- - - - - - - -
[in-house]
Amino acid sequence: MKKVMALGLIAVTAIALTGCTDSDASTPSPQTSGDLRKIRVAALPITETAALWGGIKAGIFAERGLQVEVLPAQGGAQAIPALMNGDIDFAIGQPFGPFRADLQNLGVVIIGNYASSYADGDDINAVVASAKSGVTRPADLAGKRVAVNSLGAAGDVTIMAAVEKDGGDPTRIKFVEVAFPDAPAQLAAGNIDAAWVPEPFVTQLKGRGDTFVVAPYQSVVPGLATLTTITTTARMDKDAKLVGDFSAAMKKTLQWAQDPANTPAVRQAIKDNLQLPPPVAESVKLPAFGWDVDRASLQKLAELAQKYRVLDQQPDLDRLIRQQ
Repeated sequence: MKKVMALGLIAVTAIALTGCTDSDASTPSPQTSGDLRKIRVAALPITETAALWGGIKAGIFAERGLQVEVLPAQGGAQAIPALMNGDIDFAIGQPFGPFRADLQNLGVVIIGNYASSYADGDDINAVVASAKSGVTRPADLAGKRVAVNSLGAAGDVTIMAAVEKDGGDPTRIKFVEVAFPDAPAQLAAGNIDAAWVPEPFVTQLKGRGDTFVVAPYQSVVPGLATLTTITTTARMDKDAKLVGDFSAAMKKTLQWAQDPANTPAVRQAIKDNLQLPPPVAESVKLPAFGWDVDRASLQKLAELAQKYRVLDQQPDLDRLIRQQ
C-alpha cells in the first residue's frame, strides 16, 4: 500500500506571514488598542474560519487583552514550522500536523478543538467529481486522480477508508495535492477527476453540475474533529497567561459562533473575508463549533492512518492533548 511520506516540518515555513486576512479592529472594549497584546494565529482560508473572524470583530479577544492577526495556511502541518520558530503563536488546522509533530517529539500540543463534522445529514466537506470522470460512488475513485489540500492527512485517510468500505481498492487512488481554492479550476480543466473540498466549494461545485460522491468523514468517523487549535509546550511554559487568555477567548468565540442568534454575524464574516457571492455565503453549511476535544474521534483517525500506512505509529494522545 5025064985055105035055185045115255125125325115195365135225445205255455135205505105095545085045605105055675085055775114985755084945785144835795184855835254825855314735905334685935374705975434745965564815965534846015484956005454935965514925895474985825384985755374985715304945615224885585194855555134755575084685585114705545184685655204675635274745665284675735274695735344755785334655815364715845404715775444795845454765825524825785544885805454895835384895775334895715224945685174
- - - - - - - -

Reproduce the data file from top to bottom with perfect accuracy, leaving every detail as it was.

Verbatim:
[in-house]
Amino acid sequence: MKKVMALGLIAVTAIALTGCTDSDASTPSPQTSGDLRKIRVAALPITETAALWGGIKAGIFAERGLQVEVLPAQGGAQAIPALMNGDIDFAIGQPFGPFRADLQNLGVVIIGNYASSYADGDDINAVVASAKSGVTRPADLAGKRVAVNSLGAAGDVTIMAAVEKDGGDPTRIKFVEVAFPDAPAQLAAGNIDAAWVPEPFVTQLKGRGDTFVVAPYQSVVPGLATLTTITTTARMDKDAKLVGDFSAAMKKTLQWAQDPANTPAVRQAIKDNLQLPPPVAESVKLPAFGWDVDRASLQKLAELAQKYRVLDQQPDLDRLIRQQ
Repeated sequence: MKKVMALGLIAVTAIALTGCTDSDASTPSPQTSGDLRKIRVAALPITETAALWGGIKAGIFAERGLQVEVLPAQGGAQAIPALMNGDIDFAIGQPFGPFRADLQNLGVVIIGNYASSYADGDDINAVVASAKSGVTRPADLAGKRVAVNSLGAAGDVTIMAAVEKDGGDPTRIKFVEVAFPDAPAQLAAGNIDAAWVPEPFVTQLKGRGDTFVVAPYQSVVPGLATLTTITTTARMDKDAKLVGDFSAAMKKTLQWAQDPANTPAVRQAIKDNLQLPPPVAESVKLPAFGWDVDRASLQKLAELAQKYRVLDQQPDLDRLIRQQ
C-alpha cells in the first residue's frame, strides 16, 4: 500500500506571514488598542474560519487583552514550522500536523478543538467529481486522480477508508495535492477527476453540475474533529497567561459562533473575508463549533492512518492533548 511520506516540518515555513486576512479592529472594549497584546494565529482560508473572524470583530479577544492577526495556511502541518520558530503563536488546522509533530517529539500540543463534522445529514466537506470522470460512488475513485489540500492527512485517510468500505481498492487512488481554492479550476480543466473540498466549494461545485460522491468523514468517523487549535509546550511554559487568555477567548468565540442568534454575524464574516457571492455565503453549511476535544474521534483517525500506512505509529494522545 5025064985055105035055185045115255125125325115195365135225445205255455135205505105095545085045605105055675085055775114985755084945785144835795184855835254825855314735905334685935374705975434745965564815965534846015484956005454935965514925895474985825384985755374985715304945615224885585194855555134755575084685585114705545184685655204675635274745665284675735274695735344755785334655815364715845404715775444795845454765825524825785544885805454895835384895775334895715224945685174